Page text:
If you have had the misfortune of being on the losing end of a judicial proceeding, you probably know the feeling of hopelessness and despair that can go along with such an experience. As you sit in a courtroom and listen to a judge publish an unfavorable ruling, you may feel as if your cause is lost and there is nowhere left to turn. While that feeling is understandable, it is not entirely accurate. Your judge has the final word in his courtroom, but that does not mean his word cannot be challenged elsewhere.
Our court system consists of several levels, and if you are not satisfied with the result in a lower court, you have the opportunity to appeal your case to a higher court. Appeals can be taken from cases of all types; both criminal and civil. However, there are several important things you must know in making your decision to appeal a case:
1) Time is of the essence – The law gives you the right to appeal the decision reached during a trial, but you only have a limited amount of time to exercise that option. In most instances, you have only thirty (30) days from the date of the final judgment to appeal your case. If you fail to appeal your case within that time period, you will probably be giving up your right to appeal. For this reason, it is important to contact a lawyer immediately upon losing a trial to inquire about the possibility of appeal. There are numerous notices and motions which must be filed with the court within the thirty (30) day period, so call a lawyer to insure that your rights are safeguarded.
2) Issues which may be appealed are limited – When you appeal a case, you do not automatically get a second chance to have a new trial. Rather, a higher court will look at what the judge did in your case and determine whether any errors were made. Often, these errors involve the judge making an improper determination of how the law applies to your case. There is no “new trial” conducted before an appellate court, only a review of what happened at the original trial. Your attorney argues issues that warrant overturning the original decision, which may be any of a variety of legal elements: that the verdict did not comport with the evidence; that prejudicial evidentiary matters were let in before the trial jury that tainted their decision; that the judge erroneously excluded favorable evidence that should have been heard; that the judge misapplied the law; that your attorney committed professional malpractice that compromised your case or claim. The potential for error is scrutinized by appellate counsel as he reviews the trial transcripts and judicial rulings in the lower court.
3) Appealing a criminal case – Handling the appeal of a criminal case presents some specific concerns not present in other types of cases. To begin with, if you or a loved one has been convicted of a crime, there is a chance that the sentence handed down involves incarceration in jail. If that is the case, it is possible to ask the judge to release the convicted person on bond while he or she appeals the case. This is known as a supersedeas bond.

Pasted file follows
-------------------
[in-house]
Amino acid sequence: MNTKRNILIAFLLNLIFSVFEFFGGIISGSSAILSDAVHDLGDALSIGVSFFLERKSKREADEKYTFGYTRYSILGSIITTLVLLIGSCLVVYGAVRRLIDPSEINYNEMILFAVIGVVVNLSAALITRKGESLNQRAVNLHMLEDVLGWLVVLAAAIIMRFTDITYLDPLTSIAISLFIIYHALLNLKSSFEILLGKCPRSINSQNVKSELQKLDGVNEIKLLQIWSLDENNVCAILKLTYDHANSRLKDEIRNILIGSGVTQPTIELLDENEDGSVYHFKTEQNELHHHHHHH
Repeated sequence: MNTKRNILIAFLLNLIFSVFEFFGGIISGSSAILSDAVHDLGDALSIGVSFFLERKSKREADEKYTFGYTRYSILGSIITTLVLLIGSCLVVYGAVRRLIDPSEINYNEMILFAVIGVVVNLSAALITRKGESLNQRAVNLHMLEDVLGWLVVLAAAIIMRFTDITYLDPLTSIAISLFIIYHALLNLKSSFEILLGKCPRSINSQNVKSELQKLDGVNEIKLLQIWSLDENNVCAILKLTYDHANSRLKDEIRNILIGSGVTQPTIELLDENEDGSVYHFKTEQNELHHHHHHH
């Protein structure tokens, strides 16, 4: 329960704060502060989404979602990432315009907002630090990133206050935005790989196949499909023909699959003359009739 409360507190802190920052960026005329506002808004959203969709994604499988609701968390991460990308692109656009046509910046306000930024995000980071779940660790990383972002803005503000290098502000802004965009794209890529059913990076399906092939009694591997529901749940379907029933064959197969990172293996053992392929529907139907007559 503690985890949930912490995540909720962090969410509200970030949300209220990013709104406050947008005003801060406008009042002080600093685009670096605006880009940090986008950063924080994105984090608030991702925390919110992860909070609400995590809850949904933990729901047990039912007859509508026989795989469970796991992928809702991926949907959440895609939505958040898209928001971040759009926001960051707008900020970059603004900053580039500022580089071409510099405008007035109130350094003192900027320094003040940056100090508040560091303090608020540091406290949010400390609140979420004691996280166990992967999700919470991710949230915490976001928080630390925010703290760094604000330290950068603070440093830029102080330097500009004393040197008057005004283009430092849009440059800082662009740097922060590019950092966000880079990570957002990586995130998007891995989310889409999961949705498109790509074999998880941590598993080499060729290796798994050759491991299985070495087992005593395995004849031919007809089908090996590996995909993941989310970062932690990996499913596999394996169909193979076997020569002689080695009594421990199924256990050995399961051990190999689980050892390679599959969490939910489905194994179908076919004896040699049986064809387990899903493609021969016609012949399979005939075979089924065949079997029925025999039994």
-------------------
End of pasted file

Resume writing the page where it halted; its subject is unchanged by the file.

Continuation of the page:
Another concern arises if you have been convicted of crime because you entered a plea of “no contest” or “guilty” to the charges, rather than having a trial. By pleading “no contest” or “guilty” you seriously limit the types of issues you can appeal, unless you or your attorney specifically reserved the right to appeal a certain issue. In our capacity as appellate counsel, we sit down and review these issues for you.
4) Appeals are argued mainly on paper – Appeals are primarily argued through written briefs submitted by each side. The issues on appeal are often decided without any oral argument before the appellate court, and if there is oral argument it is often very brief. You can request oral argument, but it is discretionary with the higher court as to whether you will get it. Thus, in order to effectively pursue an appeal, it is essential that you hire a lawyer who is a skilled communicator, academically proficient at presenting cogent and effective legal arguments concisely and lucidly in writing.
At our law office, we are experienced in handling both civil and criminal appeals. We have successfully argued before appellate courts and have had several of those opinions published in law books. A copy of the published decisions on record is available for your review in our office. Please feel free to call for a copy.
If you have lost a trial and would like to discuss the possibility of appealing your case, call the office of Norm Kent at your earliest convenience and speak with attorney Norm Kent or Russ Cormican at 954-763-1900.